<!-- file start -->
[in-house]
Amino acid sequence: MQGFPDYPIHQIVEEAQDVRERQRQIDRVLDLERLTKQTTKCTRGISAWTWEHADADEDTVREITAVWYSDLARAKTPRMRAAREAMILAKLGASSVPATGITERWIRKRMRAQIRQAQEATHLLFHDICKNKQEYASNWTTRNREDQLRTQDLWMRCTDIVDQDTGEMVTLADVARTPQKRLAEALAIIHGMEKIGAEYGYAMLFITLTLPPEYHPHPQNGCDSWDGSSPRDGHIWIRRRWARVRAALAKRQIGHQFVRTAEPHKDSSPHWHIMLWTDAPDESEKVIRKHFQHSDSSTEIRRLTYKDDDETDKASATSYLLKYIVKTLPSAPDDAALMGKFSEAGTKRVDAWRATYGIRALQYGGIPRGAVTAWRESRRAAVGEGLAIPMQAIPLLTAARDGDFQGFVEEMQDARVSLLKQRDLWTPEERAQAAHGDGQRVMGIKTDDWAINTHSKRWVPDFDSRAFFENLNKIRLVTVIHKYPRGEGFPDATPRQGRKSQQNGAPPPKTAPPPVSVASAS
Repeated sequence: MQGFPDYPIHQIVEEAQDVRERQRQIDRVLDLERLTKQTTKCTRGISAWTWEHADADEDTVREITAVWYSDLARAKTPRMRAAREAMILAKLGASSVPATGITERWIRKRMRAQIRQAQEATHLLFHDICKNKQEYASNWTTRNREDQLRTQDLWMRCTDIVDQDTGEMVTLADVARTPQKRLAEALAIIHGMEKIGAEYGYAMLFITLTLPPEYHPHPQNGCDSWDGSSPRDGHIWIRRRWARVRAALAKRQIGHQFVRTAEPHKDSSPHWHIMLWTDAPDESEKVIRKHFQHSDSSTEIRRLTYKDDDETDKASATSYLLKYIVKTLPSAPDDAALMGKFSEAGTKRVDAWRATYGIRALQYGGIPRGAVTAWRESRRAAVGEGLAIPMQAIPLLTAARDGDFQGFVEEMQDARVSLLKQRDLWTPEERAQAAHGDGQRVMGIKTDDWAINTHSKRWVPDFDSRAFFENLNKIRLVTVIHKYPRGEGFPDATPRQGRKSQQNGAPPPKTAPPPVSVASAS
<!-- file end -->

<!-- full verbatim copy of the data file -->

[in-house]
Amino acid sequence: MQGFPDYPIHQIVEEAQDVRERQRQIDRVLDLERLTKQTTKCTRGISAWTWEHADADEDTVREITAVWYSDLARAKTPRMRAAREAMILAKLGASSVPATGITERWIRKRMRAQIRQAQEATHLLFHDICKNKQEYASNWTTRNREDQLRTQDLWMRCTDIVDQDTGEMVTLADVARTPQKRLAEALAIIHGMEKIGAEYGYAMLFITLTLPPEYHPHPQNGCDSWDGSSPRDGHIWIRRRWARVRAALAKRQIGHQFVRTAEPHKDSSPHWHIMLWTDAPDESEKVIRKHFQHSDSSTEIRRLTYKDDDETDKASATSYLLKYIVKTLPSAPDDAALMGKFSEAGTKRVDAWRATYGIRALQYGGIPRGAVTAWRESRRAAVGEGLAIPMQAIPLLTAARDGDFQGFVEEMQDARVSLLKQRDLWTPEERAQAAHGDGQRVMGIKTDDWAINTHSKRWVPDFDSRAFFENLNKIRLVTVIHKYPRGEGFPDATPRQGRKSQQNGAPPPKTAPPPVSVASAS
Repeated sequence: MQGFPDYPIHQIVEEAQDVRERQRQIDRVLDLERLTKQTTKCTRGISAWTWEHADADEDTVREITAVWYSDLARAKTPRMRAAREAMILAKLGASSVPATGITERWIRKRMRAQIRQAQEATHLLFHDICKNKQEYASNWTTRNREDQLRTQDLWMRCTDIVDQDTGEMVTLADVARTPQKRLAEALAIIHGMEKIGAEYGYAMLFITLTLPPEYHPHPQNGCDSWDGSSPRDGHIWIRRRWARVRAALAKRQIGHQFVRTAEPHKDSSPHWHIMLWTDAPDESEKVIRKHFQHSDSSTEIRRLTYKDDDETDKASATSYLLKYIVKTLPSAPDDAALMGKFSEAGTKRVDAWRATYGIRALQYGGIPRGAVTAWRESRRAAVGEGLAIPMQAIPLLTAARDGDFQGFVEEMQDARVSLLKQRDLWTPEERAQAAHGDGQRVMGIKTDDWAINTHSKRWVPDFDSRAFFENLNKIRLVTVIHKYPRGEGFPDATPRQGRKSQQNGAPPPKTAPPPVSVASAS